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City kids get Adirondack experience

September 7, 2012
By MIKE LYNCH - Outdoors Writer (mlynch@adirondackdailyenterprise.com) , Lake Placid News

PAUL SMITHS - Living in New York City, sometimes it's hard to imagine what it's like in upstate, especially somewhere as different as the Adirondacks.

This summer, three high school students had the opportunity to spend a couple of weeks here, thanks to The Nature Conservancy's Leaders in Environmental Action for the Future program.

One of those was 16-year-old Jason Bonet, who lives in the Bronx with his mother, stepfather and two sisters. Bonet has had a strong interest in the natural world since he was young, but this summer he took that to a whole new level.

Article Photos

Mike Lynch/Lake Placid News
The Nature Conservancy LEAF interns Jason Bonet, mentor Carlos Hernandez, Kevin Velez Mendoza and Gustavo Figueroa are pictured at Paul Smith’s College in July. In the background is Lower St. Regis Lake.

In June, Bonet joined 13 other kids and three leaders on a 30-day backpacking trip in Alaska. The trek was done through the National Outdoor Leadership School. During the trip, Bonet said he learned to become more self-sufficient and developed a greater appreciation for the natural world.

Upon returning from the NOLS trip, Bonet joined fellow students Kevin Velez Mendoza and Gustavo Figueroa, along with mentor Carlos Hernandez on a four-week journey through western, central and northern New York. At the final destination, they were they were under the tutelage of the Adirondack Chapter of The Nature Conservancy.

None of the students had ever visited these regions before.

The three students all have a background in environmental studies. Bonet and Figueroa attend the High School for Environmental Studies in Manhattan, while Mendoza goes to the Academy for Environmental Leadership in Brooklyn. Hernandez works at The Green School: an Academy for Environmental Careers in Brooklyn. In the Adirondacks, they were led by Conservancy intern Amy Ignatuk.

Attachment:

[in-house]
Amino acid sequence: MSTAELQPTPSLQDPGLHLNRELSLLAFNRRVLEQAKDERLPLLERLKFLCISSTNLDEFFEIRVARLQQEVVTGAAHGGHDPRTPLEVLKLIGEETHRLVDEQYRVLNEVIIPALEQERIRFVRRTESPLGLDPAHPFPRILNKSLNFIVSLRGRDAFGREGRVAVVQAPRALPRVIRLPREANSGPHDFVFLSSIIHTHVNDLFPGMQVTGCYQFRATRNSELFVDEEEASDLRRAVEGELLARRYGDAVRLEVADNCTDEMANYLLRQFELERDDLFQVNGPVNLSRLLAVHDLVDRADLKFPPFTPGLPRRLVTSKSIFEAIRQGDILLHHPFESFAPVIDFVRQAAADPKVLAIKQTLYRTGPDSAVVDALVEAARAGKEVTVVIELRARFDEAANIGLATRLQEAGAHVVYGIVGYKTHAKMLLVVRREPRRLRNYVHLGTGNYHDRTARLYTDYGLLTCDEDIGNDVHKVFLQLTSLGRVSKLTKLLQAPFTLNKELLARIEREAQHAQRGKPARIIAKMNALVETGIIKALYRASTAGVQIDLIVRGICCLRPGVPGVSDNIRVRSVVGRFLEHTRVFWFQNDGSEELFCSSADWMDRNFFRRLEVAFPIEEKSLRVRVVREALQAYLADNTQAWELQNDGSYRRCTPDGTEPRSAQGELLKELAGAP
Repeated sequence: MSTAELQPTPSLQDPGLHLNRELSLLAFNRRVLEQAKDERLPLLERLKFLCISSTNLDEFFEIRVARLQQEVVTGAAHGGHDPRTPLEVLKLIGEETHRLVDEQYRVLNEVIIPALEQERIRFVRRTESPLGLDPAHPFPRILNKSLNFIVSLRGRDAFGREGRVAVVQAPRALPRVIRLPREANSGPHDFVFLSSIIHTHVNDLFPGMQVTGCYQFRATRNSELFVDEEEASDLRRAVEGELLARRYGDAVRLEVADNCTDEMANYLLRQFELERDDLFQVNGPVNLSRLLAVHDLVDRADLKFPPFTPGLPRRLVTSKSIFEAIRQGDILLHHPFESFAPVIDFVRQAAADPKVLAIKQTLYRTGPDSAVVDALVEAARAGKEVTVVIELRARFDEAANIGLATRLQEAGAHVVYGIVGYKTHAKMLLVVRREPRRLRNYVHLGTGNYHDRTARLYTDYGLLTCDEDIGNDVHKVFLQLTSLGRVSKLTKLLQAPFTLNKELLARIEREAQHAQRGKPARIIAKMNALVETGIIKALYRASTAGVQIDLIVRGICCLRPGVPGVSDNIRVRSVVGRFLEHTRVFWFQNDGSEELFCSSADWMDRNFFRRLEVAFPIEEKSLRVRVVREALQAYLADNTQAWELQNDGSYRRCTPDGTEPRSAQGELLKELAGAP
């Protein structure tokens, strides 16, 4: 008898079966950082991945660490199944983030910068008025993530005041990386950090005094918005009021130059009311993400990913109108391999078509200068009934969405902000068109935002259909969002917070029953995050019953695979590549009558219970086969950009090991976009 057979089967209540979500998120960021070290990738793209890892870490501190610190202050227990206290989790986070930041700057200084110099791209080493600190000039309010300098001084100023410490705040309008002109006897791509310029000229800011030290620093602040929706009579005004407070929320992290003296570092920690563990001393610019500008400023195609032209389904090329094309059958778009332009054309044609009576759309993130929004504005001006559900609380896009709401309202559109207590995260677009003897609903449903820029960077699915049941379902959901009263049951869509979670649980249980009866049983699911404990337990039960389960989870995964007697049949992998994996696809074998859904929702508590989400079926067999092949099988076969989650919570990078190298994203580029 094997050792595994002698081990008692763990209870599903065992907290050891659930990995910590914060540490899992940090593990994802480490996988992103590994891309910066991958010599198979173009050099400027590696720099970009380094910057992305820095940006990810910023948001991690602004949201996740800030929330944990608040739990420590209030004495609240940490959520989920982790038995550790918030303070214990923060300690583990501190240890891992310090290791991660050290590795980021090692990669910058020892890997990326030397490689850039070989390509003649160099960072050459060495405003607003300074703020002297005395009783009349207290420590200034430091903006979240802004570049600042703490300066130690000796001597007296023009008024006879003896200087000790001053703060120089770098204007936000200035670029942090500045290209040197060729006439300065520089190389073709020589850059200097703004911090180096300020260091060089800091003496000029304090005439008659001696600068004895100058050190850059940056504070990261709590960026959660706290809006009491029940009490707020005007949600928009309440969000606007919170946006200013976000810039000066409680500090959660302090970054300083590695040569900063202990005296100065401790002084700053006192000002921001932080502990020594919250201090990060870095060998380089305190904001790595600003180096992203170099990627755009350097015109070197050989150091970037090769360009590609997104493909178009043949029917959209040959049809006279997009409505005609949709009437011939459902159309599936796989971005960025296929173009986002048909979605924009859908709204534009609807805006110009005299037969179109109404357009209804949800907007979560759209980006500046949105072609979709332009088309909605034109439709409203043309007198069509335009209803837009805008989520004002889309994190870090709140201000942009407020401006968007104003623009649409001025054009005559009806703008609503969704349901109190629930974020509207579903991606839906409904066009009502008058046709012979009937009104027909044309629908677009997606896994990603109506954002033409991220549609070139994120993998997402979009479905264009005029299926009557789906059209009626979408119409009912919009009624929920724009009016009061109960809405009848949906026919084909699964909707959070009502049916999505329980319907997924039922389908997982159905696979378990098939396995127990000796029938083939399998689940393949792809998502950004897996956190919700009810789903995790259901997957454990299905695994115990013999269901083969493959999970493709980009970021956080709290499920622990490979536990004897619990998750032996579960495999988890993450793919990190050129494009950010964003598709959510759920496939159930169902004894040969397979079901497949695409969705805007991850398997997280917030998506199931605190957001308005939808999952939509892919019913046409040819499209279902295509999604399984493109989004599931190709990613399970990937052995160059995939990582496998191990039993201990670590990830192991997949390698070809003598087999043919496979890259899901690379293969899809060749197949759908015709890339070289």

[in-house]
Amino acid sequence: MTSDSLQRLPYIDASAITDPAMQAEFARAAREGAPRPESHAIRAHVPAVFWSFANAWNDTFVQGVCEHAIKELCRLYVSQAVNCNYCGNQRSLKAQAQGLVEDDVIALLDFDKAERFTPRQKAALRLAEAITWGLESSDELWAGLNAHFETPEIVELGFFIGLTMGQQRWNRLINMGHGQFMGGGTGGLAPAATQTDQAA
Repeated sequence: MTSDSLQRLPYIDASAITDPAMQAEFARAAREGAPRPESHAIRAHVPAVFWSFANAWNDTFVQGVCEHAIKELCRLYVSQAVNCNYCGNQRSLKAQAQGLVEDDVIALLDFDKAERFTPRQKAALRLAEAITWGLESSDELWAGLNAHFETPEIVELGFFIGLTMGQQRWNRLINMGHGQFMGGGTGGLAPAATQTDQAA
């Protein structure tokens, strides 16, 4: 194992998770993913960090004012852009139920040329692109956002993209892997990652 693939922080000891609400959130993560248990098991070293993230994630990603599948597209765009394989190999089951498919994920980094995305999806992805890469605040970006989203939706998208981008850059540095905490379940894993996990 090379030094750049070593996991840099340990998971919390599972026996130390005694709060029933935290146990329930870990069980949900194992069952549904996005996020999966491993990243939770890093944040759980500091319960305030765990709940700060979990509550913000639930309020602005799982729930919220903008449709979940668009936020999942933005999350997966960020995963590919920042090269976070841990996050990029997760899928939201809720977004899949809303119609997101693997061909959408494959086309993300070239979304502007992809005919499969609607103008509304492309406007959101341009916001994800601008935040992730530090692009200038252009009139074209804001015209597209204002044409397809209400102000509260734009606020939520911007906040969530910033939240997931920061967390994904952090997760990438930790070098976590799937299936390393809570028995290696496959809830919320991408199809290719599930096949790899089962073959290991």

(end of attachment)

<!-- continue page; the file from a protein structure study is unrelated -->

Nationwide, the Conservancy's LEAF program is four weeks long and this summer involved high school students from eight cities who worked with Conservancy programs in 22 states.

While the New York City trio was here in the Adirondacks, they visited a number of sites where they participated in outdoor-related activities.

They did trail work at two of the Conservancy's nature preserves: Coon Mountain in Westport and Silver Lake Bog in Old Hawkeye.

They removed European frog bit, an aquatic invasive plant, from the Grasse River in Lampson Falls with Meghan Johnstone of the Adirondack Park Invasive Plant Program.

They checked and set trail cameras for wildlife monitoring at the Conservancy's Boreas Ponds property in North Hudson.

They toured Paul Smith's College for an overview of environmental programs.

They hiked to the summit of Wright Peak with chief summit steward Julia Goren to learn about alpine habitat and the partnership program with the Adirondack Mountain Club and state Department of Environmental Conservation that safeguards rare and fragile plants.

Plus, they assisted a Conservancy stewardship coordinator with a farmland conservation easement site visit in the Champlain Valley.

For each student, the trip to the Adirondacks had different meanings.

Bonet said one of the biggest benefits of the LEAF program is that the program allowed him to gain a clear vision of the work that goes into different environmental careers.

"Through these programs, I get a feeling of what I want to go into in the future," he said.

He said it became obvious to him through his experiences that many people in the city don't really have a good idea of what the Adirondacks are about.

"Education is my top priority, people should know what's happening up here," he said.

While Bonet seems to have an interest in becoming something along the lines of an environmental educator, Figueroa's interest in the natural world is completely different. He's more focused on physics.

"The environment is not only what's around you, but it's also what it's made of," he said. "You could learn more (about) a plant from its molecular structure and also from what they look like. That's what makes me come (up) here."

For Mendoza, the trip to the Adirondacks appeared to be, at least partly, a nostalgic one.

Mendoza grew up in Puerto Rico, where he lived in the lush countryside, surrounded by the natural world. When he moved to New York City, he left that behind. When he visited the Adirondacks this summer, it brought him closer to his native home.

"I hadn't noticed what I was missing," he said with a soft voice.

 
 

 

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